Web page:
Prosecutor reprimanded for criticizing execution ruling

Picture courtesy of Johnson Co Prosecutor's Office

INDIANAPOLIS — The Indiana Supreme Court reprimanded a prosecutor for criticizing a judge who ruled a man couldn’t be executed for the rape and slaying of a Franklin College student.

The order issued Friday found Johnson County Prosecutor Brad Cooper violated professional conduct rules on statements about the qualifications or integrity of a judge.

Cooper said in 2014 he was suspicious about a judge in northern Indiana’s St. Joseph County reviewing whether Michael Dean Overstreet was competent to face execution for the 1997 death of 18-year-old Kelly Eckart of Boggstown. Her body was found in a Brown County ravine, strangled and with a gunshot wound to the head.

Judge Jane Woodward Miller ruled Overstreet was delusion and blocked his execution. Overstreet remains in prison under the death sentence from his 2000 trial.

Cooper told The Indianapolis Star (http://indy.st/2mBWHTJ ) that the ruling Friday from the state’s highest court reaffirmed a hearing judge’s January recommendation that he be reprimanded. Cooper said he framed a copy of the reprimand and hung it next to Overstreet’s death sentence order on his office wall.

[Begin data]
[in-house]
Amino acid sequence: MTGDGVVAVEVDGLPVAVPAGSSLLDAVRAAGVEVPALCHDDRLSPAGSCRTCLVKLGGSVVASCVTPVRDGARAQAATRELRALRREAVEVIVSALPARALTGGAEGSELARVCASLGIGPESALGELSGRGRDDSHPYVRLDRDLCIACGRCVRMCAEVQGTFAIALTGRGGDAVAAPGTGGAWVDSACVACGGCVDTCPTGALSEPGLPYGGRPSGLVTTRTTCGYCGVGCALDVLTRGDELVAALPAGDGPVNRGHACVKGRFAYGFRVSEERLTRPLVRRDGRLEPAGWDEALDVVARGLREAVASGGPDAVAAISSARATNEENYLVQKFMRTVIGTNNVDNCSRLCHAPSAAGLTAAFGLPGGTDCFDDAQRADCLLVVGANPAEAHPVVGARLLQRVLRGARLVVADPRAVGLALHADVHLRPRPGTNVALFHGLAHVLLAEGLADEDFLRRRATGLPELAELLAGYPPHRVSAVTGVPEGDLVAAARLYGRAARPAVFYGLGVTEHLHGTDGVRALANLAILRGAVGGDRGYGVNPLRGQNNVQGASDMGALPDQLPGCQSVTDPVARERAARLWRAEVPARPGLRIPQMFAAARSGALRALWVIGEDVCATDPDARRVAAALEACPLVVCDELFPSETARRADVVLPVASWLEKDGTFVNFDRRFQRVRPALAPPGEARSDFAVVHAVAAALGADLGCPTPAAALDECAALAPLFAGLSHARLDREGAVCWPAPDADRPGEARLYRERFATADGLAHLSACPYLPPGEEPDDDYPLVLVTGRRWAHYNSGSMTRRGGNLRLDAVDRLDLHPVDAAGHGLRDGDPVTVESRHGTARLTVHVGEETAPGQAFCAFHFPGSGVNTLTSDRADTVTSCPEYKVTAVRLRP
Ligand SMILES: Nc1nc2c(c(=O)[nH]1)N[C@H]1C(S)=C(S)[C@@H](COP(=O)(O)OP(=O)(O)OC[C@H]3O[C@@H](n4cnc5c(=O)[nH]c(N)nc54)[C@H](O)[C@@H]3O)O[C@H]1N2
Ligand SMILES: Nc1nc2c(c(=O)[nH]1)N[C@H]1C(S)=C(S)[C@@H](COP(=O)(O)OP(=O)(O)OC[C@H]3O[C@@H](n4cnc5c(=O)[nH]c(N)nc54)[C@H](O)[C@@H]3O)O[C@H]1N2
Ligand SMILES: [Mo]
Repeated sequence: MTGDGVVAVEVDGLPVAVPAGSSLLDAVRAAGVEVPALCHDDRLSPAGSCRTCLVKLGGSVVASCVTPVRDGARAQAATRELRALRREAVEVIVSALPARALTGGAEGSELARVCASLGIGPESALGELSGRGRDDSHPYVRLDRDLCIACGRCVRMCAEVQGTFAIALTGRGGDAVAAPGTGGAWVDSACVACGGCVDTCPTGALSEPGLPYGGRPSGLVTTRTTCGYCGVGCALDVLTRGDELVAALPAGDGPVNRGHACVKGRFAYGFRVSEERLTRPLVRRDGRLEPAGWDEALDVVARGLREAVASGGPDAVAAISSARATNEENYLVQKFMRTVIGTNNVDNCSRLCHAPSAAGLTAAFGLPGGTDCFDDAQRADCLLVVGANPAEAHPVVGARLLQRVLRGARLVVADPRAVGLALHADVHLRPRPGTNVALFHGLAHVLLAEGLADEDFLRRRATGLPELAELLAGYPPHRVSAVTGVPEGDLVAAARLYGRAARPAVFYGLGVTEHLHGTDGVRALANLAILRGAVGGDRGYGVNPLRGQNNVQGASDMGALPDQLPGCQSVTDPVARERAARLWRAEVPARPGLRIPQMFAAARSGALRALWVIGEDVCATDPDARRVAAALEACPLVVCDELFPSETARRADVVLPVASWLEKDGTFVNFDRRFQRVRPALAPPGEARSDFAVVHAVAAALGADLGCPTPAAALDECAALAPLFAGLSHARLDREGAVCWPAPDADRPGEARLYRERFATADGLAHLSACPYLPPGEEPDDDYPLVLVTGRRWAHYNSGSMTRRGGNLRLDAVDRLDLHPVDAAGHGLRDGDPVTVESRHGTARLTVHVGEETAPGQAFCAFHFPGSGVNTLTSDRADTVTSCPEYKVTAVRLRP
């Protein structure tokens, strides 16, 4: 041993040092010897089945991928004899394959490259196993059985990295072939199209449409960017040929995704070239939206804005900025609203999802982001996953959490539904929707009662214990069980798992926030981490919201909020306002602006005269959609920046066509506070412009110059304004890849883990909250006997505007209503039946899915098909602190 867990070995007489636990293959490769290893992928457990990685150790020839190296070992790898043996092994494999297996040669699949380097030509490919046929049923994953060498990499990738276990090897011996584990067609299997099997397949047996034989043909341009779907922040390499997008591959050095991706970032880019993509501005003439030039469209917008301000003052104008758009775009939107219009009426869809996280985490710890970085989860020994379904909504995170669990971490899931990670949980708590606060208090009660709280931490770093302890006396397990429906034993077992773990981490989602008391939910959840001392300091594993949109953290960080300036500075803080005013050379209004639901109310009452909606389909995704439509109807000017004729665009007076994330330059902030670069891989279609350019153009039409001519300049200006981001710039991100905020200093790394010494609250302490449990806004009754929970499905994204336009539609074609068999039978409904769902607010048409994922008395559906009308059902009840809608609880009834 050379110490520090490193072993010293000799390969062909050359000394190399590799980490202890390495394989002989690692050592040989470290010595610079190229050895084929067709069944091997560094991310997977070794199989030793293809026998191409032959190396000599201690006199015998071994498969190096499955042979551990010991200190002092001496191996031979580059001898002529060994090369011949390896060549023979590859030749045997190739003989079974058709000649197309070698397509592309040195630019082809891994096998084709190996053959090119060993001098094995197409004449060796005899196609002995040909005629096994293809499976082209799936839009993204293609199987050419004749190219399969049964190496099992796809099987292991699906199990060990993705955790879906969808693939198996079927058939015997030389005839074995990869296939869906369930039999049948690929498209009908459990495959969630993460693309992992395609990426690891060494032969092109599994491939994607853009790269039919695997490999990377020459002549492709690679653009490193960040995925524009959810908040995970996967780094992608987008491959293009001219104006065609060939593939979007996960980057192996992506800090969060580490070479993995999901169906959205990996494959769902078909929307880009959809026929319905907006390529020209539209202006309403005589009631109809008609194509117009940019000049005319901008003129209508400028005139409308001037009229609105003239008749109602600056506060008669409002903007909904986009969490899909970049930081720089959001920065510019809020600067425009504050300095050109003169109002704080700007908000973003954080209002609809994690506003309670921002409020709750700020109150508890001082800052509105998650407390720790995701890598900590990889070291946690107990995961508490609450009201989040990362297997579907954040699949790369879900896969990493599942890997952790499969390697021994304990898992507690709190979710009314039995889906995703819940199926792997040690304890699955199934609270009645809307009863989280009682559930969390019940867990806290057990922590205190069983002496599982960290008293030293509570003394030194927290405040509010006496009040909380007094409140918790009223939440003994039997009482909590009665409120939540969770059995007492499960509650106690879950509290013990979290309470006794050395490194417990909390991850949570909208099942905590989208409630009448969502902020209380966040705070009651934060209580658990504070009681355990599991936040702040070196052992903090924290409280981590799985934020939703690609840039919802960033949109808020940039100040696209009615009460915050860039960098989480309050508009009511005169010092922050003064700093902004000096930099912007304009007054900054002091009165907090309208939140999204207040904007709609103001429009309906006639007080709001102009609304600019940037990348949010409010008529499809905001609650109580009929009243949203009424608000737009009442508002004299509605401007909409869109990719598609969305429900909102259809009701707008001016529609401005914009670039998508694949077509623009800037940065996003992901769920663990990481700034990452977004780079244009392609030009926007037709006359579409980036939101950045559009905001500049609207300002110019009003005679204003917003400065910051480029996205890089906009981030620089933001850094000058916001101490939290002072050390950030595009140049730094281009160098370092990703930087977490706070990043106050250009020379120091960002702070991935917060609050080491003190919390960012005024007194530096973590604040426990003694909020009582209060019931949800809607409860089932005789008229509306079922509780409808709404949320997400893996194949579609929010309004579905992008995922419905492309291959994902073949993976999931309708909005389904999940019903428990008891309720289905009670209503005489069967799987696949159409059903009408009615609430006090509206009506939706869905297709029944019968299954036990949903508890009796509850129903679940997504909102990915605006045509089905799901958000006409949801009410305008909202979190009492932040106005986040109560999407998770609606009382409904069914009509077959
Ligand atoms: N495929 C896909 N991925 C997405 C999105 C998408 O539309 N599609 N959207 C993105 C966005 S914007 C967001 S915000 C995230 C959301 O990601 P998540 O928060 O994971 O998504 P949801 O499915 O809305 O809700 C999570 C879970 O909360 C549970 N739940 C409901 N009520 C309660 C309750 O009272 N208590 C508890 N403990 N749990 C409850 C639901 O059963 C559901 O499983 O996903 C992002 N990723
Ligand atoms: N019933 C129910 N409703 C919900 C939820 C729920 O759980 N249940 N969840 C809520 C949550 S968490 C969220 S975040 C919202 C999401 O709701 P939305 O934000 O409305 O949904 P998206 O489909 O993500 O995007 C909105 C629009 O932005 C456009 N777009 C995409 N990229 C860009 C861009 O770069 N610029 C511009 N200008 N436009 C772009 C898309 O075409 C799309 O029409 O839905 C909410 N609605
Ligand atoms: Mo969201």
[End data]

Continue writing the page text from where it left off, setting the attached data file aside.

The Indiana Supreme Court moved the Overstreet case to St. Joseph County after a judge in central Indiana’s Johnson County recused herself for health reasons.

“I was angry and suspicious when this case was sent to a distant judge who is not accountable to the Johnson County citizenry or a grieving mother who couldn’t even afford to drive up for the hearing,” Cooper said after Miller’s 2014 ruling. “The idea that this convicted rapist murdering monster is too sick to be executed is nothing short of outrageous and is an injustice to the victim, her mother, the jury and the hundreds of people who worked to convict this animal.”

The judge who recommended Cooper’s reprimand cited Cooper’s lack of prior discipline, apology to the judge and involvement with Eckart’s family before the comments for not seeking more severe punishment, such as suspension or disbarment.

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Information from: The Indianapolis Star, http://www.indystar.com

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